Oakley, in his interview to the Atlantic Council, also criticized the US drone attacks inside Pakistan.

The US, he said, needed to ask itself: ‘Are we creating more terrorists than we’re killing?’ And the drone attacks, he said, were probably creating more terrorists.

‘The drones may be killing a lot of Taliban and al Qaeda but they’re alienating the tribesmen we need to win the war,’ he said.

‘We’ve pushed the Pakistani army to fight our war and created a huge backlash. They’re not trained or equipped for counterterrorism and they’re getting killed and killing the wrong people, essentially fighting their own.’

Oakley said that right now, the Pakistani military had control over their nukes. ‘But, if the Islamists gain ground, who knows what’s going to happen?’ he asked.

Oakley was also unhappy with the current Pakistani leadership, particularly the president. They were ‘both incompetent and corrupt and had no clue on the economic side of things.’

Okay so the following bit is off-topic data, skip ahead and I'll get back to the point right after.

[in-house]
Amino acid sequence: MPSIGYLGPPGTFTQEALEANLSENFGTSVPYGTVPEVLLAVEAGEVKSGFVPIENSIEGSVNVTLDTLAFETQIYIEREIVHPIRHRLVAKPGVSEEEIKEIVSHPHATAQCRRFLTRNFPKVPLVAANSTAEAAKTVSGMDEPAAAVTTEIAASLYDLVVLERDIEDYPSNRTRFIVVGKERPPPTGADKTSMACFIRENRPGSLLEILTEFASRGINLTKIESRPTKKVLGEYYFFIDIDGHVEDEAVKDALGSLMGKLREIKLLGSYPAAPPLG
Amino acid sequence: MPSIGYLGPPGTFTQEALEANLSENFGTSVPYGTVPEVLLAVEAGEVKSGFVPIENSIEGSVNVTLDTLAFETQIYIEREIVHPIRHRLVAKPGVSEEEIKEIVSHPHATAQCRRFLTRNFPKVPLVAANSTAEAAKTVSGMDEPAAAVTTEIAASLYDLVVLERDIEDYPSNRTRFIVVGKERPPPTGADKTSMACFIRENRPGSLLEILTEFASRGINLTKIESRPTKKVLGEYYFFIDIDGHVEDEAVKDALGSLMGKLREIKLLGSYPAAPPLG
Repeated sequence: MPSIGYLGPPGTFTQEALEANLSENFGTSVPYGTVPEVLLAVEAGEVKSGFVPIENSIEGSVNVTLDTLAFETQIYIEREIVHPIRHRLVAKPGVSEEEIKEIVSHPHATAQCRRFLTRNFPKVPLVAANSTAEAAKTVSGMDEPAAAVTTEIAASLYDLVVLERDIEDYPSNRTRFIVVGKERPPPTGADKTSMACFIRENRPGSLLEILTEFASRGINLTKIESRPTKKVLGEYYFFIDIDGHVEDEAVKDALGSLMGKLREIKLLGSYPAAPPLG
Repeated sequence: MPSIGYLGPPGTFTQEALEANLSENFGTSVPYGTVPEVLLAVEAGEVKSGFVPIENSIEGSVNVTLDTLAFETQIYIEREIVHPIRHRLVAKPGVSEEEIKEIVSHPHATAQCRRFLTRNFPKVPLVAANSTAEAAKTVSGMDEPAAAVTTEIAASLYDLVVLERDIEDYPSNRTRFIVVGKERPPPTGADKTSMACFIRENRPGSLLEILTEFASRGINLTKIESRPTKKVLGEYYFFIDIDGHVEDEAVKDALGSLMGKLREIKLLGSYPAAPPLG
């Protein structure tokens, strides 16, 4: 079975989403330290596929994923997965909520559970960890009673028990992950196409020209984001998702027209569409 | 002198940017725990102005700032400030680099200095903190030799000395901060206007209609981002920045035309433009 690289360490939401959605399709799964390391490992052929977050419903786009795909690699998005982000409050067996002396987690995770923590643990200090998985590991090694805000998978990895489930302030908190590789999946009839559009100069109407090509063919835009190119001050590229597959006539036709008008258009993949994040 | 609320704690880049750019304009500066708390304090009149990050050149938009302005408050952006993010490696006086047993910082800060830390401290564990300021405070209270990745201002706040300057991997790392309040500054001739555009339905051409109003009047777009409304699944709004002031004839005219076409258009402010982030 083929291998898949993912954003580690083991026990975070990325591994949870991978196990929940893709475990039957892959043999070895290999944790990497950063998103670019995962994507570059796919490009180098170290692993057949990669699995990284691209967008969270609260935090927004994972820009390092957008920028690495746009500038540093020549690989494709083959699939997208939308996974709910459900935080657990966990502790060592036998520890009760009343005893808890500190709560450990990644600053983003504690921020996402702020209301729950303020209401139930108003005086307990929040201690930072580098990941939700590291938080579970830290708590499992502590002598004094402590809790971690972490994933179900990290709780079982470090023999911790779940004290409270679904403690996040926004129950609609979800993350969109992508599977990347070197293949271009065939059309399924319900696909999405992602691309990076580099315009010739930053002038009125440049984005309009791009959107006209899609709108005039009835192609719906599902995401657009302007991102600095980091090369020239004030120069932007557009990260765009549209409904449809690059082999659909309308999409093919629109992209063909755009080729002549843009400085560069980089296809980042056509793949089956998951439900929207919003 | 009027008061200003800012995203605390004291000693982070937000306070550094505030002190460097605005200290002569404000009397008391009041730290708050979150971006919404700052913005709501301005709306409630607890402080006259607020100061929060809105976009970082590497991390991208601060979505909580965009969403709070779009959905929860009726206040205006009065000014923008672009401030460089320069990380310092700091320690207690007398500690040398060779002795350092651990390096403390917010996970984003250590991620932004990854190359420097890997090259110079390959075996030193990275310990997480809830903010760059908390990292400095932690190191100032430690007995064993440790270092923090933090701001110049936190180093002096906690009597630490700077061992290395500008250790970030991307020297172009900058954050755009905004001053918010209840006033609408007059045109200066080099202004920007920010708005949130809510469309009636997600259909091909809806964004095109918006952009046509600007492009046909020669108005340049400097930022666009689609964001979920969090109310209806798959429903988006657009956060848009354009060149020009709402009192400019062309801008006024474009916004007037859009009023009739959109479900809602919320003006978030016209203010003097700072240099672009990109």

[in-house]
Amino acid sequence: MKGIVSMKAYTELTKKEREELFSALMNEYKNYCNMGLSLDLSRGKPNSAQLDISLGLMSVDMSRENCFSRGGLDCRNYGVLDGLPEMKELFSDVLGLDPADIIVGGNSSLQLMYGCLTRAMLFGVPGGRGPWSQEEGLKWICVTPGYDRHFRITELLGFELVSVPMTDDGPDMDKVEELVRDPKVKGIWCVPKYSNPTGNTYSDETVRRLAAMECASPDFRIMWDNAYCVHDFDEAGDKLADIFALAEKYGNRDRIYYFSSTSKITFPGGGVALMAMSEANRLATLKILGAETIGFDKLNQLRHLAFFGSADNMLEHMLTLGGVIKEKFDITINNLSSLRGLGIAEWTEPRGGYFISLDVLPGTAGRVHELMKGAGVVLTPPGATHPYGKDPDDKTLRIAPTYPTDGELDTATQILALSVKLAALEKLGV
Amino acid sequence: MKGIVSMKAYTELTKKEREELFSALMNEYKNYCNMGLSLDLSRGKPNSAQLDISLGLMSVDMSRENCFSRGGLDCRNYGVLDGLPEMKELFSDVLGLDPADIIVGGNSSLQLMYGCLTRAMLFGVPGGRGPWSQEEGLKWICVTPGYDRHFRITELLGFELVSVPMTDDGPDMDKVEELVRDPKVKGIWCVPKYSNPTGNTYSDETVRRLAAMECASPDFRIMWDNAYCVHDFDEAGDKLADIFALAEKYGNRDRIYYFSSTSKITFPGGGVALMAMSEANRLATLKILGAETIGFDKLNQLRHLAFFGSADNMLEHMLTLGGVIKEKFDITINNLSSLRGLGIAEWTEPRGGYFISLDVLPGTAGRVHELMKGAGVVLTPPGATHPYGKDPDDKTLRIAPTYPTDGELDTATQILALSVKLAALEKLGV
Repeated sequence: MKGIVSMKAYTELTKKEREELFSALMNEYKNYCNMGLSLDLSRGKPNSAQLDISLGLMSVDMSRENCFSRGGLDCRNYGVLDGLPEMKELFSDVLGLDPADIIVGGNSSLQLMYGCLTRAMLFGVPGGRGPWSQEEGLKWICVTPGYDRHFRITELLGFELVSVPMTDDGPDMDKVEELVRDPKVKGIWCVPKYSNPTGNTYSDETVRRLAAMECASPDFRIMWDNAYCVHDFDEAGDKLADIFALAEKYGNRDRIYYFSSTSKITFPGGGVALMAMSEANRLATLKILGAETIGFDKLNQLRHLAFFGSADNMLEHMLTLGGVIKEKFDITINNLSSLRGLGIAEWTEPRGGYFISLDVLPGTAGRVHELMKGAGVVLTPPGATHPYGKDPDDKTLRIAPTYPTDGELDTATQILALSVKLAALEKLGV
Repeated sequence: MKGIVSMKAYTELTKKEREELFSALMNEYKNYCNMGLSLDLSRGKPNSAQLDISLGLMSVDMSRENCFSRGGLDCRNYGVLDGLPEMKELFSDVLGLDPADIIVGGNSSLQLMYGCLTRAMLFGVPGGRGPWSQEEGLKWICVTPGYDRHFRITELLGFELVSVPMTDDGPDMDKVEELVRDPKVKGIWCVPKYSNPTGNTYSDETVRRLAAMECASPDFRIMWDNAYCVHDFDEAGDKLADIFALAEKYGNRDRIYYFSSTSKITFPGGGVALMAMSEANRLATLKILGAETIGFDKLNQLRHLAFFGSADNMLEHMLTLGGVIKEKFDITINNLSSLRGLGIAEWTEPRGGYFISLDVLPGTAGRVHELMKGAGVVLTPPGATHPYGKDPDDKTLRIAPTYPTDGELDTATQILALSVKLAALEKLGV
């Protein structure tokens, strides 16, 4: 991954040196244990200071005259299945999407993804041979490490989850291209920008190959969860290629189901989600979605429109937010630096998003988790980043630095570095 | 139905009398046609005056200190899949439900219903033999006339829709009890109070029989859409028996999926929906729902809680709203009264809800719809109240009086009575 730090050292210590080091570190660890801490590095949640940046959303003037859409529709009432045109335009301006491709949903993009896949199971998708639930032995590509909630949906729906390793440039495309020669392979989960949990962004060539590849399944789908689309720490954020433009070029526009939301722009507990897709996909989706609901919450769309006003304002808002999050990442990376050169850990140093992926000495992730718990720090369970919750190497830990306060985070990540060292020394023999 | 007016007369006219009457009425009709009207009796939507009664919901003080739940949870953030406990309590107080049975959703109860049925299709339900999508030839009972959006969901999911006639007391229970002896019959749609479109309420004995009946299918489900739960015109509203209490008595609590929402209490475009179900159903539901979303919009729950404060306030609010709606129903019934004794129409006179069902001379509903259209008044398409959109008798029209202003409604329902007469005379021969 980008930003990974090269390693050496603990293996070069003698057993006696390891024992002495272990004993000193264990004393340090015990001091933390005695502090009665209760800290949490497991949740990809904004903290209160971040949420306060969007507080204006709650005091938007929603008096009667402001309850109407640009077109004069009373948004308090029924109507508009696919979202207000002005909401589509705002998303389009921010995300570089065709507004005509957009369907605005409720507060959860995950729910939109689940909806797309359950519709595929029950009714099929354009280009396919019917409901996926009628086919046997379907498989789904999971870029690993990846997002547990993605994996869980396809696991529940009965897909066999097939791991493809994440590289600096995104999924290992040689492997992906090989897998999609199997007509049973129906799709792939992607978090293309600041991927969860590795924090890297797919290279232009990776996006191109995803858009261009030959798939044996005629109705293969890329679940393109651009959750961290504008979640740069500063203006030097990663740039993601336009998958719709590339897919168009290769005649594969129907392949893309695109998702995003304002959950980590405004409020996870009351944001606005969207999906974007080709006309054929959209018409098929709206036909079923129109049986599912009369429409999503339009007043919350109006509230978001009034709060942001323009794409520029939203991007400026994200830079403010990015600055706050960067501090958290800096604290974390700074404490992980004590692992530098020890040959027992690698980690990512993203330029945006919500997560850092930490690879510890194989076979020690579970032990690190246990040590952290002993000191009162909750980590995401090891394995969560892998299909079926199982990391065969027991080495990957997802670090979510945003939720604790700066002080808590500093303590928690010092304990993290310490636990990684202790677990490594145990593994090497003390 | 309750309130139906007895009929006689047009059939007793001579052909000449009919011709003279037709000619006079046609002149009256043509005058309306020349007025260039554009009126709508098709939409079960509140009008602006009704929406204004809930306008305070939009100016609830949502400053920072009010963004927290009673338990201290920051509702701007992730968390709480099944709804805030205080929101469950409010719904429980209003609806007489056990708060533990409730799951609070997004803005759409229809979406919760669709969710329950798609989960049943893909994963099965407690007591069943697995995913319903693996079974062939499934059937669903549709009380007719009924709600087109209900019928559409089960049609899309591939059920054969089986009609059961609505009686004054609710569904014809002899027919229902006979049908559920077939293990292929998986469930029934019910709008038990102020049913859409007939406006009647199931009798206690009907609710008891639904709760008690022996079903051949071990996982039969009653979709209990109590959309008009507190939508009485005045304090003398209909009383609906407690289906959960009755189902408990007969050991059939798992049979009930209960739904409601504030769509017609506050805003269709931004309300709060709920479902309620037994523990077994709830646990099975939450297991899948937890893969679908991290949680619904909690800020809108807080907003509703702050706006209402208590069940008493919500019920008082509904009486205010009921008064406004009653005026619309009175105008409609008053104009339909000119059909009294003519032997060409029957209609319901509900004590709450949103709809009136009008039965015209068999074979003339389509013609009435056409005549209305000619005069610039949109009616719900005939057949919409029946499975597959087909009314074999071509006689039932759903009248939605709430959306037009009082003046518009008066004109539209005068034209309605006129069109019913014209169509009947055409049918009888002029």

Oakley said that unless the US contained the problem in Pakistan, ‘we don’t have any chance in Afghanistan.’

At the Jamestown Foundation, analyst Shuja Nawaz said the Obama team did not make a positive impression during their last two visits to Islamabad.

‘This was probably the worst ever visit by an American team to South Asia in history,’ said Nawaz, director of the South Asia Center at the Washington-based Atlantic Council. ‘It was a complete disaster.’

If this is how the Obama planned to ‘win friends, I just wonder how you are going to create enemies,’ he said.